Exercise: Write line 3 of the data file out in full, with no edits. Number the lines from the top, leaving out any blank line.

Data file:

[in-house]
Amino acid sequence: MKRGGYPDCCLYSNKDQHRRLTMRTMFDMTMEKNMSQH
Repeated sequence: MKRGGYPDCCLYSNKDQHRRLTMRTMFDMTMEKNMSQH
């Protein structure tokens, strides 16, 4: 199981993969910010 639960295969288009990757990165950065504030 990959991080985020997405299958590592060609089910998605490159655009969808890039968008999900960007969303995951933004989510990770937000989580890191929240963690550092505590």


Repeated sequence: MKRGGYPDCCLYSNKDQHRRLTMRTMFDMTMEKNMSQH